China’s current-account surplus is the largest in the world. With a trade surplus of US$190 billion and the income from its nearly US$3 trillion portfolio of foreign assets, China’s external surplus stands at US$316 billion, or 6.1 percent of annual GDP.
Since the current-account surplus is denominated in foreign currencies, China must use these funds to invest abroad, primarily by purchasing government bonds issued by the US and European countries. As a result, interest rates in those countries are lower than they would otherwise be.
That may be about to change. The policies China will adopt as part of its new five-year plan will shrink its trade and current-account surpluses. It is possible that, before the end of the decade, China’s current-account surplus will move into deficit, as it imports more than it exports and spends foreign-investment income on imports rather than on foreign securities. If that happens, China will no longer be a net buyer of US and other foreign bonds, putting upward pressure on interest rates in those countries.
This scenario is quite likely. After all, the policies that China will implement in the next few years target the country’s enormous saving rate — the cause of its large current-account surplus.
In any country, the current-account balance is the difference between national saving and national investment in plant and equipment, housing and inventories. This key fact is a fundamental national-income accounting identity, so any country that reduces its saving without cutting its investment will see its current-account surplus decline.
China’s national saving rate is now about 45 percent of its GDP, the highest in the world. However, looking ahead, the new five-year plan will cause the saving rate to decline, as Beijing seeks to boost consumer spending and therefore the standard of living of the average Chinese.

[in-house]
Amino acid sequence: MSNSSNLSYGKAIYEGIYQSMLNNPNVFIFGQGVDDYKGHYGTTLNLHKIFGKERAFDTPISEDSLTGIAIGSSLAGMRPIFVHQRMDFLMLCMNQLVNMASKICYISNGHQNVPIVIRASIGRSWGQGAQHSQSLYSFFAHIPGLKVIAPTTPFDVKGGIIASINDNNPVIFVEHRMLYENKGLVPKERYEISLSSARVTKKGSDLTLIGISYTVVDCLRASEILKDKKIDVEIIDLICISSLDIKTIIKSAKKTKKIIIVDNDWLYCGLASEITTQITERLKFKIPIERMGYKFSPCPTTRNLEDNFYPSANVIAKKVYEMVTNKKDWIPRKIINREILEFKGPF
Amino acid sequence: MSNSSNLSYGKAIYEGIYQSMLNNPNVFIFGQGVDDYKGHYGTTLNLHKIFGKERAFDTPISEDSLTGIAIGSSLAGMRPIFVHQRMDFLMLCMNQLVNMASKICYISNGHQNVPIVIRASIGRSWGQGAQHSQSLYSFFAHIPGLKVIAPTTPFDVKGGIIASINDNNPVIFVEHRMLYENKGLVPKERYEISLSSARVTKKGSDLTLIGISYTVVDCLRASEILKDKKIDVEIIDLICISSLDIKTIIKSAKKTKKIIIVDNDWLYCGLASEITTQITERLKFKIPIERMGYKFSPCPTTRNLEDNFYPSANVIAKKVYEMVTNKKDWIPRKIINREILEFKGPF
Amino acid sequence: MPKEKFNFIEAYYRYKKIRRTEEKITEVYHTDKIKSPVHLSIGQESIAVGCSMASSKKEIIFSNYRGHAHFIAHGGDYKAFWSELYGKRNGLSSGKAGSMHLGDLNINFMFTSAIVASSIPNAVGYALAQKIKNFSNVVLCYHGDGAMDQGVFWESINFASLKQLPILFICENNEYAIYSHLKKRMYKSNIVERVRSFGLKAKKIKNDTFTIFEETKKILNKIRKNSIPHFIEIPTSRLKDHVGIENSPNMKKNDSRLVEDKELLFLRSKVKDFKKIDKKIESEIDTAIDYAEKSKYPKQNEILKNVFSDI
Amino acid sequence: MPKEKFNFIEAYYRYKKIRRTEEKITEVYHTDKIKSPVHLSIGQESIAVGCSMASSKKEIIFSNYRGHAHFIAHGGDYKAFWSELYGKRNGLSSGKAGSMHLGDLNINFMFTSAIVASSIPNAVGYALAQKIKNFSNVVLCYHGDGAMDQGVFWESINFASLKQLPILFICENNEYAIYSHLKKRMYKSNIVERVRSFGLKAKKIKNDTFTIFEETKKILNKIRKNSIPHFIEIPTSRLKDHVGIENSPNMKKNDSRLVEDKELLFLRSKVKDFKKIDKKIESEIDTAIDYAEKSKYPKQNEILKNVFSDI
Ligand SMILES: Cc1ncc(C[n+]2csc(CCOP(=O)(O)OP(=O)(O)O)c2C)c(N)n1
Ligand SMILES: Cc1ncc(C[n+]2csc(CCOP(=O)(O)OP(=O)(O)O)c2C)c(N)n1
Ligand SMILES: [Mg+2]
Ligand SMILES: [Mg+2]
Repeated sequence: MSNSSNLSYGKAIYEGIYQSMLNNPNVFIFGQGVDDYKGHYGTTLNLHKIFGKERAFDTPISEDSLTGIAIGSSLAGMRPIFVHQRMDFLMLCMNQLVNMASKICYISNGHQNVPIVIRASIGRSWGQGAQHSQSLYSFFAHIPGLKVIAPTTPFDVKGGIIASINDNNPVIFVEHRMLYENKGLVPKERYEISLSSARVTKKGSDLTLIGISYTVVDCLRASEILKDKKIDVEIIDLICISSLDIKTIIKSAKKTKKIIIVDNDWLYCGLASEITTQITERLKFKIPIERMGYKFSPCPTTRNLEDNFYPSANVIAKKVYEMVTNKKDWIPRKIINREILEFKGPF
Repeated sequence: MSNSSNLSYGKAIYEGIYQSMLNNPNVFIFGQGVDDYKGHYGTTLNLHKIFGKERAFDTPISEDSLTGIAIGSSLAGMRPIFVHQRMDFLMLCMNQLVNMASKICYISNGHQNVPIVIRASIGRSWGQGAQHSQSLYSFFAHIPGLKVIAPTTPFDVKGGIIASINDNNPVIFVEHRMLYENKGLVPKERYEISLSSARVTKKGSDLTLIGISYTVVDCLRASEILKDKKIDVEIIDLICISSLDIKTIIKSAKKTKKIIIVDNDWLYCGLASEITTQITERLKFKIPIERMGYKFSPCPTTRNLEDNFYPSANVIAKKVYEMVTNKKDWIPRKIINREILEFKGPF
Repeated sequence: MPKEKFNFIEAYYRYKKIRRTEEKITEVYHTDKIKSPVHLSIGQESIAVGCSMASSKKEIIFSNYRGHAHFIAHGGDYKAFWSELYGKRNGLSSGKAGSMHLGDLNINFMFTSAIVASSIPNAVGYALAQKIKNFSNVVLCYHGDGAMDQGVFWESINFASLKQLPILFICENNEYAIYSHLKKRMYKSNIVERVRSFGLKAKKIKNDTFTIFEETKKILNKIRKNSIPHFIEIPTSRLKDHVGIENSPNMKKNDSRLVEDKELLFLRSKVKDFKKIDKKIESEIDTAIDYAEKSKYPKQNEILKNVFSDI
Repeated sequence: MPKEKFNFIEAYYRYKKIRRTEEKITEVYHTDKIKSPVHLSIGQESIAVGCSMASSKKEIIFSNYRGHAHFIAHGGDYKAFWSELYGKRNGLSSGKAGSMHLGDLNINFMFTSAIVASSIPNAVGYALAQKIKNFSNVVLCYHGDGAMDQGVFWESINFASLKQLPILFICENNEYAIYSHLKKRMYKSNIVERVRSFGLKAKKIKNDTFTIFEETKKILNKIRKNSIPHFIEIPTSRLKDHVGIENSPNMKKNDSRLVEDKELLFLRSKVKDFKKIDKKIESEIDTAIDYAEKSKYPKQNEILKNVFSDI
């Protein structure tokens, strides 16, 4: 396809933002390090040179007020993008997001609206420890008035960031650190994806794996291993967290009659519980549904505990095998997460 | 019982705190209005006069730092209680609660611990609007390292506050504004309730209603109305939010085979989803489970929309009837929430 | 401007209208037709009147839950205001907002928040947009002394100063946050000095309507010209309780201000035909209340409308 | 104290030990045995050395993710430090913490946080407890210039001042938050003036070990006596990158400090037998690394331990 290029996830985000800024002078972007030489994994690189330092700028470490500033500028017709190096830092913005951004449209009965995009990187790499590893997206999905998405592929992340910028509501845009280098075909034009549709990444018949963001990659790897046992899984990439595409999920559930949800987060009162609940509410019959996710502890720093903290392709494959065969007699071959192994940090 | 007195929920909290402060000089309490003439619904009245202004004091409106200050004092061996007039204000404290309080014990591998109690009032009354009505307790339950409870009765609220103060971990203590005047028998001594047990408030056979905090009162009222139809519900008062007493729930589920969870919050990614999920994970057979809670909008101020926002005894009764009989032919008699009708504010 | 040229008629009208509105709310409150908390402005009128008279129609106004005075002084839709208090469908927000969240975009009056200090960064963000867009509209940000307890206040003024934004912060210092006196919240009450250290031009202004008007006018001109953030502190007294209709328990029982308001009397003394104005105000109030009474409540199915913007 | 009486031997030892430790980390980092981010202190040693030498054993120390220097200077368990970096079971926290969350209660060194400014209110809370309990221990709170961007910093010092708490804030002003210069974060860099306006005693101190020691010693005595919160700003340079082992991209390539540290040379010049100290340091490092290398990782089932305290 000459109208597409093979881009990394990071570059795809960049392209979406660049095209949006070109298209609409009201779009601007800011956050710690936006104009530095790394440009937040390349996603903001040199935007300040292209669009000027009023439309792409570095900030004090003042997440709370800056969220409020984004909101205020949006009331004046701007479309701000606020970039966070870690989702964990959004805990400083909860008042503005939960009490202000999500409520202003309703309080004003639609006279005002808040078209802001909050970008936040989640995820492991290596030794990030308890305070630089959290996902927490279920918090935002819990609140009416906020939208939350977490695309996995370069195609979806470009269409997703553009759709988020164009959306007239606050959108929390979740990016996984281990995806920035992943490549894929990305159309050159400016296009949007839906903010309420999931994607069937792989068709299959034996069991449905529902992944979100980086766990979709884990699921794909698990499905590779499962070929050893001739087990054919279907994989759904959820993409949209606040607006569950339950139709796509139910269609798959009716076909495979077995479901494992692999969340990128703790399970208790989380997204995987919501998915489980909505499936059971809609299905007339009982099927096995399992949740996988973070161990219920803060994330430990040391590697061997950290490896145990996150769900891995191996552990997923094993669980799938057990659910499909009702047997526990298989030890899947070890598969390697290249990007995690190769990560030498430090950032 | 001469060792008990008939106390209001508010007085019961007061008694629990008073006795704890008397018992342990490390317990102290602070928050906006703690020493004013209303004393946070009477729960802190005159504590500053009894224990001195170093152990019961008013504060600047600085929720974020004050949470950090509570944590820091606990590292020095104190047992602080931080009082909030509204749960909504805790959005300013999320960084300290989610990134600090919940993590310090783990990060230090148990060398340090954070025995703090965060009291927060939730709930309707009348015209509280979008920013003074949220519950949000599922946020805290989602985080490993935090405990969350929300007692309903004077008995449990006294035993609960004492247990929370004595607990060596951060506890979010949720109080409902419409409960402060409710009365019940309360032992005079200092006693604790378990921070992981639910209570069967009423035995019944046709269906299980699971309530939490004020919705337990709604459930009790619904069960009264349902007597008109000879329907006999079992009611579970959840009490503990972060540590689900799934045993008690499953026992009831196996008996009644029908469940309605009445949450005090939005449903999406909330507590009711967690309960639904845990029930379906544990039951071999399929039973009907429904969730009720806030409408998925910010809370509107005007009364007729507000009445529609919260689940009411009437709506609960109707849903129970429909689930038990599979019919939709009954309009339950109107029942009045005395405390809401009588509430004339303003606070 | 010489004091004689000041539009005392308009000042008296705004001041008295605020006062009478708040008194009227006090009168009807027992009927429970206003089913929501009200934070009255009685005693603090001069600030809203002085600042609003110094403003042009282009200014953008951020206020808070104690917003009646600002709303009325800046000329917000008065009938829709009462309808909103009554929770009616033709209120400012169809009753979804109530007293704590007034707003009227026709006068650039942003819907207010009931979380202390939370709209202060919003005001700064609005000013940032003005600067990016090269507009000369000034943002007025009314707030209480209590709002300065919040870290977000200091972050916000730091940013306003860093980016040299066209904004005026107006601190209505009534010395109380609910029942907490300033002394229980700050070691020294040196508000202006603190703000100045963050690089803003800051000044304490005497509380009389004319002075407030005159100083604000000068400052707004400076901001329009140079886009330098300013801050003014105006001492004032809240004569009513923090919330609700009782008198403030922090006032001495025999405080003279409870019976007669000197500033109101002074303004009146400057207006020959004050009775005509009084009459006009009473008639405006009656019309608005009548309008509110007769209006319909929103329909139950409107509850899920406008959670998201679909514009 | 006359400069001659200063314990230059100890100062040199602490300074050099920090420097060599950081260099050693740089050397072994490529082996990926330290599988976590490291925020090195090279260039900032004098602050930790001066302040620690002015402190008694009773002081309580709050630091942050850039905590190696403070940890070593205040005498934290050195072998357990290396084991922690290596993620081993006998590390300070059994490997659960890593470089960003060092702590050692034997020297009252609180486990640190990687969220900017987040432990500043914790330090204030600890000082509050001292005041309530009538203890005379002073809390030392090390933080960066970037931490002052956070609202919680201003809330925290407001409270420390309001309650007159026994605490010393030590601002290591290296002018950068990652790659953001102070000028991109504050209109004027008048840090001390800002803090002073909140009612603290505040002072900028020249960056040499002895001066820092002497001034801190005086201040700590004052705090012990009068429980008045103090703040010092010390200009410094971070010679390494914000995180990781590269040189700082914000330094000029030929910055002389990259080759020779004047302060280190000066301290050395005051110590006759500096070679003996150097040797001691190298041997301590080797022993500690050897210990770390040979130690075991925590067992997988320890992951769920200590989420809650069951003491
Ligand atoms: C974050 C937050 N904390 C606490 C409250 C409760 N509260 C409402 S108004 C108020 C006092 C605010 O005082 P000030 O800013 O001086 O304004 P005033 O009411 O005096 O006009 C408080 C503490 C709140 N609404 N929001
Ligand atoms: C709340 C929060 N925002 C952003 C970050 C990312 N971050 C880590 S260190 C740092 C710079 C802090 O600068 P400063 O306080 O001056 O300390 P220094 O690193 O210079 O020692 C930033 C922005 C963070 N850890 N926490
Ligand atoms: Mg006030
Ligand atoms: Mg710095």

The plan calls for a shift to higher real wages so household income will rise as a share of GDP. Moreover, state-owned enterprises will be required to pay out a larger portion of their earnings as dividends, while the government will increase spending on consumption services such as healthcare and education.
These policies are motivated by domestic considerations, as the Chinese government seeks to raise living standards more rapidly than the moderating growth rate of GDP. Their net effect will be to raise consumption as a share of GDP and to reduce the national saving rate. And with that lower saving rate will come a smaller current-account surplus.
Since China’s current-account surplus is now 6 percent of its GDP, if the saving rate declines to less than 39 percent the surplus will become a deficit.
This outlook for the current-account balance does not depend on what happens to the Chinese yuan’s exchange rate against other currencies. The saving-investment imbalance is fundamental and it alone determines a country’s external position.
However, the fall in domestic saving is likely to cause Beijing to allow the yuan to appreciate more rapidly. Higher domestic consumer spending would otherwise create inflationary pressures. Allowing the currency to appreciate will help to offset those pressures and restrain price growth.
A stronger yuan would reduce the import bill while making Chinese goods more expensive for foreign buyers and foreign goods more attractive for Chinese. This would cause a shift from exports to production for the domestic market, shrinking the trade surplus and curbing inflation.
The US is eager for China to reduce its surplus and allow its currency to appreciate more rapidly. However a lower surplus and a stronger yuan imply a day when China is no longer a net buyer of US government bonds.
Martin Feldstein was chairman of former US president Ronald Reagan’s Council of Economic Advisers and is currently a professor of economics at Harvard University.
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